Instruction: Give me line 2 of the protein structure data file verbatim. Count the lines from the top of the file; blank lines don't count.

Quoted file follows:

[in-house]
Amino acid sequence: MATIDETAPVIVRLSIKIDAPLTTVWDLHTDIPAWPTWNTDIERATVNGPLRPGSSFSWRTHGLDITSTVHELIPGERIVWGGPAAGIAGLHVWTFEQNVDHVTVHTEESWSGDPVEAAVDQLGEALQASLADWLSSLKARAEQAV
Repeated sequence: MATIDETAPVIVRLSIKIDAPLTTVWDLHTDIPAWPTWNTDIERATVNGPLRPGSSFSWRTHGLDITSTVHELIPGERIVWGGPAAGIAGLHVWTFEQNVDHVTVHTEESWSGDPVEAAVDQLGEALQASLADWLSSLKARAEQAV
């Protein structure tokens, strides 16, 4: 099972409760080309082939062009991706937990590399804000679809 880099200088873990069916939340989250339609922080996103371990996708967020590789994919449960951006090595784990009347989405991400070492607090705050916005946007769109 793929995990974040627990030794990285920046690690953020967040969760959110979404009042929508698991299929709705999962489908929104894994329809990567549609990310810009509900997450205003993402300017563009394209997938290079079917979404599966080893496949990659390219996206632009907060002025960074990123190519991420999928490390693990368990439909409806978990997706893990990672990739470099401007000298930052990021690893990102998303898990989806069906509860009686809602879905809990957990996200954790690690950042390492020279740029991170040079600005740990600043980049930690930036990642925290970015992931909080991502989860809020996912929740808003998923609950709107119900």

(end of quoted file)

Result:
Amino acid sequence: MATIDETAPVIVRLSIKIDAPLTTVWDLHTDIPAWPTWNTDIERATVNGPLRPGSSFSWRTHGLDITSTVHELIPGERIVWGGPAAGIAGLHVWTFEQNVDHVTVHTEESWSGDPVEAAVDQLGEALQASLADWLSSLKARAEQAV